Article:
Exclusive: Fed’s Bostic says idea of ​​September break not tied to imminent market bailout


Atlanta Fed Chairman Raphael Bostic, in an exclusive interview with MarketWatch, said his suggestion that the central bank take a “pause” in September in its efforts to raise interest rates should by no means be interpreted as a “Fed put” or as a belief that the central bank would come to the rescue of the markets.

In an interview Tuesday, Bostic said the notion of any sort of “Fed put” was never a factor in his thinking.

“I think it’s a good story on some level for the history books, but that doesn’t determine how I think about politics,” he said.

Financial market conditions have tightened sharply this year as the Fed began raising its benchmark rate in the face of the highest inflation rates in 40 years. The Dow Jones Industrial Average DJIA,
-0.67%
is down 9% this year, while the S&P 500 SPX index,
-0.63%
is down 13% so far in 2022. The yield on the 10-year Treasury note TMUBMUSD10Y,
2.871%
dropped below 3%.

Most Fed officials favor a central bank rate hike of half a percentage point at the next two monetary policy-setting meetings, in June and July.

Last week, Bostic suggested a pause in September might make sense, precipitating a rally in markets.

Bostic said a pause might be a good idea because the market response to the Fed’s rate change “has been much stronger than what we’ve seen historically.”

That raises the possibility that the broader economy will also react quickly to Fed rate hikes, he said.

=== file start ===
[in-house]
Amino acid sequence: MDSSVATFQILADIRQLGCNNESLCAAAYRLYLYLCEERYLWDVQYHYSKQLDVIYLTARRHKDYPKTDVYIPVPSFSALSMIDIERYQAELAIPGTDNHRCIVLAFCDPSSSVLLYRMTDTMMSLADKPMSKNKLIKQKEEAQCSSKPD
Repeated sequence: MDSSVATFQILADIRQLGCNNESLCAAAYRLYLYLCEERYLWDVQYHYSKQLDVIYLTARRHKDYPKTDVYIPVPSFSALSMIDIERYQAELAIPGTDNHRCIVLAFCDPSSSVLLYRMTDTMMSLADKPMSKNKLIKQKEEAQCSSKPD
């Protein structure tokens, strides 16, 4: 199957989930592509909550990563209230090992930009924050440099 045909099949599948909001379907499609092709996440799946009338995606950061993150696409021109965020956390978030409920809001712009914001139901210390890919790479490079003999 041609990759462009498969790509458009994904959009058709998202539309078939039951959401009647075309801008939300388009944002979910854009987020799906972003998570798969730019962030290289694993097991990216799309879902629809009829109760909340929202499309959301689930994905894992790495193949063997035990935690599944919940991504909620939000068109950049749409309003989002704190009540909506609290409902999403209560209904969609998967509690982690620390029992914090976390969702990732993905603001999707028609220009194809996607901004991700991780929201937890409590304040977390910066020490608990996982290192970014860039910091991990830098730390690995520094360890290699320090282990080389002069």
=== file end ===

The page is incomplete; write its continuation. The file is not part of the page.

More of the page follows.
“I want to make sure I really understand the pace of change associated with our policy response,” Bostic said.

By September, some of the uncertainty about the economy could be resolved and labor market imbalances could ease, leading to a “fairly large reduction in inflation”, he said.

The flip side is that inflation could stay higher as supply chains remain broken by events abroad like Russia’s war on Ukraine and COVID lockdowns in China.

The Atlanta Fed chairman said he wants to see the central bank move its benchmark rate to a range of 2% to 2.5% by the end of the year.

At this point, if inflation doesn’t come down significantly, Bostic would be “quite comfortable” moving rates higher into a range that would constrain economic growth, he said.

“The goal is to get inflation down. We really have to tackle that intentionally and persistently,” he said. “I want to be open to both possibilities.”

After the rate hikes expected in June and July, the Fed’s key rate would be between 1.75% and 2%.

On Monday, Fed Governor Christopher Waller pushed back on the idea of ​​a September pause, saying he favored half-point rate hikes in the next “several meetings.”

St. Louis Fed President James Bullard said he wants the Fed to raise the key rate to 3.5% by the end of the year.

For his part, Fed Chairman Jerome Powell said he wants to raise rates until there is “clear and compelling evidence that inflationary pressures are easing and inflation is coming down.”